You know those gray, overcast days when you’re pretty sure the sun isn’t even in the sky?  Well, there’s still directionality in the light, and if you want to give your subjects the best chance of looking good, you’ll need to find it.  This is a really quick tip I’ve seen repeated at a number of workshops, but it’s not obvious until you know it and it can make a huge difference to your photos: hold the back of your hand out in front of you and slowly turn in a circle, watching for changes on your hand – at some point you’ll notice that your hand becomes just a touch lighter; the strongest light is coming from behind you at this point.  That’s it!  Now all you have to figure out is how to use that light to your advantage – do you want to face your subject into the light to brighten up their eyes?  Or maybe there’s enough change to create a touch of shadow if you side light …

Getting the most out of educational events – photography conferences, seminars, workshops and retreats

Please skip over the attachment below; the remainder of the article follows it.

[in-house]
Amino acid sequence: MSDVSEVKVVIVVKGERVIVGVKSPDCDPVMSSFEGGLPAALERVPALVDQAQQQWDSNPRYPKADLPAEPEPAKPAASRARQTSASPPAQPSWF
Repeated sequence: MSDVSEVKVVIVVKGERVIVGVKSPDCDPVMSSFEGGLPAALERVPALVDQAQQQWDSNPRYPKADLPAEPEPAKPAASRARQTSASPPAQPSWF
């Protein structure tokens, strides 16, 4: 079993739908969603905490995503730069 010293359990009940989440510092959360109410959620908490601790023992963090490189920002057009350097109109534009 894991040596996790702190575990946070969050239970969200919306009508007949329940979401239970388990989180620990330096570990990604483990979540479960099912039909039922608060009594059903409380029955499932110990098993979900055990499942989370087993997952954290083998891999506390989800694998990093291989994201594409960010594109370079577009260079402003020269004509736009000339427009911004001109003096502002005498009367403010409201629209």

As this post goes live both Kate and I will be at Mystic getting our learning on for 2013.

Before I choose where to spend my hard-earned education budget each year I like to figure out specific areas I want to improve on. In previous years I’ve wanted to work on lighting, posing, business etc. Once I know what my educational objectives are then I take some time to look at the myriad of photography workshops, seminars and conferences out there and figure out which one will best meet my needs. Just last month I did an intense phothojournalistic/documentary style workshop with critiques galore and I’m excited to put what I learned into action in 2013.